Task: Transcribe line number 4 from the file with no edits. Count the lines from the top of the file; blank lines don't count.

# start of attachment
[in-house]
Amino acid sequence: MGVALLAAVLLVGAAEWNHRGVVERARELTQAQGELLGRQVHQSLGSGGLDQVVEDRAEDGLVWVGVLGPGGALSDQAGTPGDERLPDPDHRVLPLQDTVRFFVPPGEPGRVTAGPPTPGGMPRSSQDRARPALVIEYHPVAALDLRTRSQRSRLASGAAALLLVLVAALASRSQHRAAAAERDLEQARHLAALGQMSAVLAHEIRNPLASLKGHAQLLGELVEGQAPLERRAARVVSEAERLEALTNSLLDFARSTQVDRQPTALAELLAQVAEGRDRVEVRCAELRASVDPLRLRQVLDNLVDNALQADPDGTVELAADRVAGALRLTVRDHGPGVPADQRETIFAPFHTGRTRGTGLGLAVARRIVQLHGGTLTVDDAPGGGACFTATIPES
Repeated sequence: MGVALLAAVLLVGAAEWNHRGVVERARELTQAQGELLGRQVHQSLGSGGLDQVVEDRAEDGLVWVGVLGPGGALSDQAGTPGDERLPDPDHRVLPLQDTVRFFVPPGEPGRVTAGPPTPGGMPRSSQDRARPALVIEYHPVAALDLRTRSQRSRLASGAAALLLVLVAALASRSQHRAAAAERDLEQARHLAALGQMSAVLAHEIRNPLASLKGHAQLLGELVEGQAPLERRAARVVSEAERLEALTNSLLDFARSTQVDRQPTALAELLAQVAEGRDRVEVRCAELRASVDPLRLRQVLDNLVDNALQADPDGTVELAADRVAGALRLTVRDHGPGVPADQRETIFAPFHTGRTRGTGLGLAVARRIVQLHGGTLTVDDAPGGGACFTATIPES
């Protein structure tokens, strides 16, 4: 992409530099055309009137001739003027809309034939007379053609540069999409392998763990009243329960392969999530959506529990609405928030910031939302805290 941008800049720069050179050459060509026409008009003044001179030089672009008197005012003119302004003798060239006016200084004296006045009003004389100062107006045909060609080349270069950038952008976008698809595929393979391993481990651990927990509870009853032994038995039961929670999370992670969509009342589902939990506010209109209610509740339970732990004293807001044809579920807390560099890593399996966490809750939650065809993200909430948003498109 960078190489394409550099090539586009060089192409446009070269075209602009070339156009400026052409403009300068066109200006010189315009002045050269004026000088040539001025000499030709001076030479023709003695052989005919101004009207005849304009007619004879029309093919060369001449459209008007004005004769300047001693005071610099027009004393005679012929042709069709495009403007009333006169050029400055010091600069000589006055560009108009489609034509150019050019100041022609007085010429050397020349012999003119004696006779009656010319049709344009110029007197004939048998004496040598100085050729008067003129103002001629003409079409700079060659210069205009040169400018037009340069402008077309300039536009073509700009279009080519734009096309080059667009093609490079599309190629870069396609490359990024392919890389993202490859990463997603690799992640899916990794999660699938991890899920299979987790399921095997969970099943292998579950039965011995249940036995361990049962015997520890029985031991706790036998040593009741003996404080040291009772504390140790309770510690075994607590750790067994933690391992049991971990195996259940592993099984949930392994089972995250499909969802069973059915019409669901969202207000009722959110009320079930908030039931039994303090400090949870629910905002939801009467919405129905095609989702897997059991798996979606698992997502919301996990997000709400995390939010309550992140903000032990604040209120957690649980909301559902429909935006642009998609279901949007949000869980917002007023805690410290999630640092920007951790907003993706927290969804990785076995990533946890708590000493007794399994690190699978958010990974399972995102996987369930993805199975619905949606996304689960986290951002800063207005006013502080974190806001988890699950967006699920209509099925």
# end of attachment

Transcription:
């Protein structure tokens, strides 16, 4: 992409530099055309009137001739003027809309034939007379053609540069999409392998763990009243329960392969999530959506529990609405928030910031939302805290 941008800049720069050179050459060509026409008009003044001179030089672009008197005012003119302004003798060239006016200084004296006045009003004389100062107006045909060609080349270069950038952008976008698809595929393979391993481990651990927990509870009853032994038995039961929670999370992670969509009342589902939990506010209109209610509740339970732990004293807001044809579920807390560099890593399996966490809750939650065809993200909430948003498109 960078190489394409550099090539586009060089192409446009070269075209602009070339156009400026052409403009300068066109200006010189315009002045050269004026000088040539001025000499030709001076030479023709003695052989005919101004009207005849304009007619004879029309093919060369001449459209008007004005004769300047001693005071610099027009004393005679012929042709069709495009403007009333006169050029400055010091600069000589006055560009108009489609034509150019050019100041022609007085010429050397020349012999003119004696006779009656010319049709344009110029007197004939048998004496040598100085050729008067003129103002001629003409079409700079060659210069205009040169400018037009340069402008077309300039536009073509700009279009080519734009096309080059667009093609490079599309190629870069396609490359990024392919890389993202490859990463997603690799992640899916990794999660699938991890899920299979987790399921095997969970099943292998579950039965011995249940036995361990049962015997520890029985031991706790036998040593009741003996404080040291009772504390140790309770510690075994607590750790067994933690391992049991971990195996259940592993099984949930392994089972995250499909969802069973059915019409669901969202207000009722959110009320079930908030039931039994303090400090949870629910905002939801009467919405129905095609989702897997059991798996979606698992997502919301996990997000709400995390939010309550992140903000032990604040209120957690649980909301559902429909935006642009998609279901949007949000869980917002007023805690410290999630640092920007951790907003993706927290969804990785076995990533946890708590000493007794399994690190699978958010990974399972995102996987369930993805199975619905949606996304689960986290951002800063207005006013502080974190806001988890699950967006699920209509099925």